Lloyds sees shares drop as government prepares to offload stake - UPDATE

Lloyds was one of the worst performing constituents on the FTSE 100 on Friday afternoon on speculation that the government is looking to sell its stake in the lender at a lower price than when it bailed out the bank five years ago.

Lloyds was one of the worst performing constituents on the FTSE 100 on Friday afternoon on speculation that the government is looking to sell its stake in the lender at a lower price than when it bailed out the bank five years ago.

The government took a 39% interest in Lloyds during the financial crisis and would consider offloading its stake once the share price hits 61p, around eight pence higher than Friday's price.

This is lower than the average price of 73.6p the taxpayer paid in 2008.

Impairments dent the bottom line in 2012The company said that it had paid its Chief Executive Officer (CEO), Antnio Horta-Osrio, a £1.5m bonus despite still recording a loss for 2012. Even though underlying profits soared last year, the company reported a statutory loss before tax of £570m after being hit by £5.70bn in impairment charges.

The majority of these related to so-called "legacy issues" which referred to mis-sold Payment Protection Insurance (PPI) and interest-rate hedging products (IRHP) during the period. Provisions for PPI redress alone totalled £3.58bn in 2012, £1.5bn of which was taken in the fourth quarter.

The statutory loss per share fell from 4.1p to 2.0p last year, worse than the 1.3p loss per share expected by the consensus of analysts.

Shares were down 3.5% at 52.58p by 15:43 on Friday. Analyst Ian Gordon from Investec said to expect a "correction" in the stock, saying that the share price has "got ahead of itself" as of late.

Nevertheless, the group statutory loss before tax narrowed significantly from £3.54bn in 2011, when the company booked a full-year impairment charge of £9.79bn.

Underlying profit increased from £638m to £2.61bn last year, helped by the 42% fall in impairments as well as a 5.0% reduction in costs (from £10.62bn to £10.09bn). This cost reduction was in line with the strategic review target but two years ahead of plan.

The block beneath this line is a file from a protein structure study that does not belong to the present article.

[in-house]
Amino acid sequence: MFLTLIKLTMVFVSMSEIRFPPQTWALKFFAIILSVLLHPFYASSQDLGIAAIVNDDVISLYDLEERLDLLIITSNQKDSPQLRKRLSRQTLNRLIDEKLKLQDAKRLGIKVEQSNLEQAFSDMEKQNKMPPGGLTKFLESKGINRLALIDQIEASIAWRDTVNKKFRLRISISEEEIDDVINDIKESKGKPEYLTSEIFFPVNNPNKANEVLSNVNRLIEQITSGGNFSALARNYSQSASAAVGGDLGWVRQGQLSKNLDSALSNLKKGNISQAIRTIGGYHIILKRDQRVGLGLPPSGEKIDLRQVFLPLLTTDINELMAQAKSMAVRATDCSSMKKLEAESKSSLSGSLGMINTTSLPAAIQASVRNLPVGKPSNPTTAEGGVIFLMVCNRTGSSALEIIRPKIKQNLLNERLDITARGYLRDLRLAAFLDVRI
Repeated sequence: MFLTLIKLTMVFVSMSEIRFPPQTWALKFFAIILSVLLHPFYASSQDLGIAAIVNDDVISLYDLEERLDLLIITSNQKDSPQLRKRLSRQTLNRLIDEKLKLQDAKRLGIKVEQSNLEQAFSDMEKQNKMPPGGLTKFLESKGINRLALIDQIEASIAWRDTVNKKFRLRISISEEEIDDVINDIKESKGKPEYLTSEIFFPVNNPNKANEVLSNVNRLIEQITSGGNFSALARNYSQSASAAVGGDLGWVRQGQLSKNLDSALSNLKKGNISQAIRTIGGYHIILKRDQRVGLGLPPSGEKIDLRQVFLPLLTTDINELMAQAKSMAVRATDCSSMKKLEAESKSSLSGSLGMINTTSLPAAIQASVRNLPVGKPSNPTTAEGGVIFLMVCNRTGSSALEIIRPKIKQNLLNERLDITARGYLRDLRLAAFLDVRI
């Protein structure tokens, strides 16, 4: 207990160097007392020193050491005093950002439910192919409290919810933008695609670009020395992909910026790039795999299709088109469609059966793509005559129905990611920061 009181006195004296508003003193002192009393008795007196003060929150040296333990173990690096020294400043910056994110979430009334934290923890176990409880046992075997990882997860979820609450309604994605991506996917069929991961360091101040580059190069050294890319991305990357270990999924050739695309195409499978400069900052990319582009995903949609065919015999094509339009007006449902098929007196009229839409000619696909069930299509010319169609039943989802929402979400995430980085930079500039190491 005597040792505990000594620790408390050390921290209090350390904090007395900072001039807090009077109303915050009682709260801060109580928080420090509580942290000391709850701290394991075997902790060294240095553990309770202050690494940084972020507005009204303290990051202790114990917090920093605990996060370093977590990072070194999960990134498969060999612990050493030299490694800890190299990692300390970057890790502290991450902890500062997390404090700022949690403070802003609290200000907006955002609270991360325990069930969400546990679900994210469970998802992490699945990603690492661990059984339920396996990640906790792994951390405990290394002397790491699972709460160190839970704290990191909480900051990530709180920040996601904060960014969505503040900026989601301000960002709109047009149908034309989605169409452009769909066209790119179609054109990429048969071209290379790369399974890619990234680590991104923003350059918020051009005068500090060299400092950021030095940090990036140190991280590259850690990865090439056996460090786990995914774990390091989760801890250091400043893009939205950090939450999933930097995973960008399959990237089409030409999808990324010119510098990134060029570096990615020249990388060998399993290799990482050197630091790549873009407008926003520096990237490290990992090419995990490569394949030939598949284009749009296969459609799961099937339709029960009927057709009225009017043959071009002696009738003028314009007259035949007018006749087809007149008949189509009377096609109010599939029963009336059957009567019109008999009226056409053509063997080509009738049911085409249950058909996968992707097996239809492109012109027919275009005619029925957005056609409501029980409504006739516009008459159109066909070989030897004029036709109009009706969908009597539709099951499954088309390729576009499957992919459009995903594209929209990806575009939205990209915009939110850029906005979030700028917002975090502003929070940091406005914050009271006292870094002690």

DividendsLloyds decided again not to pay a dividend due to "regulatory uncertainty and the statutory loss in the year". It has not paid a dividend to shareholders since the government bailed out the bank during the financial crisis.

Horta-Osrio said that the company "remains committed to recommencing dividend payments when the financial position of the group and market conditions permit and after regulatory capital requirements are clearly defined and prudently met".

In a research report on Friday, Canaccord Genuity said that unless the regulator allows an earlier resumption of ordinary dividend - something that is likely "some way off" - "we do not see much valuation support/upside at current share price levels".

Bonus poolHorta-Osrio was awarded a £1.5m bonus in deferred shares for his work in 2012. However, the shares will not be released until 2018 and will depend on the share price at the time and the price of the government's sale of company stock, the remuneration committee said.

"The board believes that these additional conditions are in the interests of all shareholders and support our common aim of repaying the taxpayer," Lloyds said.

The total bonus pool at the bank for 2012 was £365m, down 3.0% year-on-year. The company said that the reduction was applied to a greater degree to senior staff.

The average value of bonus per employee was £3,900, similar to 2011.

Recommended

I wish I knew what a share buyback was, but I’m too embarrassed to ask
Too embarrassed to ask

I wish I knew what a share buyback was, but I’m too embarrassed to ask

A share buyback means just what it says – a company buys back its own shares. But why? And how does that benefit shareholders?
3 Aug 2021
Improve your odds of investment success with these three stocks
Share tips

Improve your odds of investment success with these three stocks

Professional investor Tom Wildgoose of the Nomura Global High Conviction Fund highlights three of his favourite stocks.
2 Aug 2021
How to profit from pampered pets beyond the pandemic
Share tips

How to profit from pampered pets beyond the pandemic

Covid-19 has greatly boosted ownership. But the market had been expanding for years, and demographic, cultural and medical trends all point to long-te…
30 Jul 2021
Share tips of the week – 30 July
Share tips

Share tips of the week – 30 July

MoneyWeek’s comprehensive guide to the best of this week’s share tips from the rest of the UK's financial pages.
30 Jul 2021

Most Popular

Why the UK's 2.5% inflation is a big deal
Inflation

Why the UK's 2.5% inflation is a big deal

After years of inflation being a financial-assets problem, it is now an “ordinary things” problem too, says Merryn Somerset Webb. But central banks st…
16 Jul 2021
The MoneyWeek Podcast: Asia, financial repression and the nature of capitalism
Economy

The MoneyWeek Podcast: Asia, financial repression and the nature of capitalism

Russell Napier talks to Merryn about financial repression – or "stealing money from old people slowly" – plus how Asian capitalism is taking over in t…
16 Jul 2021
Three companies that are reaping the rewards of investment
Share tips

Three companies that are reaping the rewards of investment

Professional investor Edward Wielechowski of the Odyssean Investment Trust highlights three stocks that have have invested well – and are able to deal…
19 Jul 2021